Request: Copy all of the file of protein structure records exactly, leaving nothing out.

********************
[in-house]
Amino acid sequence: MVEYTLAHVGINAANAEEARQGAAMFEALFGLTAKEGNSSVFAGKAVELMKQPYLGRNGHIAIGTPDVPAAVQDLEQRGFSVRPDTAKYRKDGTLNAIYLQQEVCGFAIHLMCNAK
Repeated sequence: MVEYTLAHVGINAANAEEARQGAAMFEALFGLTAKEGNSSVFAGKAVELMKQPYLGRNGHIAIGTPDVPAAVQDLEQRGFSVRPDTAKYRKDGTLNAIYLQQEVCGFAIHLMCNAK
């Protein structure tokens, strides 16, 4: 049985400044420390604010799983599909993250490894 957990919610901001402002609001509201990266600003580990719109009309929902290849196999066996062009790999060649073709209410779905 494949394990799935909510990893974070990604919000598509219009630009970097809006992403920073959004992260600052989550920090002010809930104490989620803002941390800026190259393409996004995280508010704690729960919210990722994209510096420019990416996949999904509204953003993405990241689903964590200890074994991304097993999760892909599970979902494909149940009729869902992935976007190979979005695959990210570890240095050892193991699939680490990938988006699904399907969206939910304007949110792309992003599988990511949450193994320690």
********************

[in-house]
Amino acid sequence: MVEYTLAHVGINAANAEEARQGAAMFEALFGLTAKEGNSSVFAGKAVELMKQPYLGRNGHIAIGTPDVPAAVQDLEQRGFSVRPDTAKYRKDGTLNAIYLQQEVCGFAIHLMCNAK
Repeated sequence: MVEYTLAHVGINAANAEEARQGAAMFEALFGLTAKEGNSSVFAGKAVELMKQPYLGRNGHIAIGTPDVPAAVQDLEQRGFSVRPDTAKYRKDGTLNAIYLQQEVCGFAIHLMCNAK
């Protein structure tokens, strides 16, 4: 049985400044420390604010799983599909993250490894 957990919610901001402002609001509201990266600003580990719109009309929902290849196999066996062009790999060649073709209410779905 494949394990799935909510990893974070990604919000598509219009630009970097809006992403920073959004992260600052989550920090002010809930104490989620803002941390800026190259393409996004995280508010704690729960919210990722994209510096420019990416996949999904509204953003993405990241689903964590200890074994991304097993999760892909599970979902494909149940009729869902992935976007190979979005695959990210570890240095050892193991699939680490990938988006699904399907969206939910304007949110792309992003599988990511949450193994320690």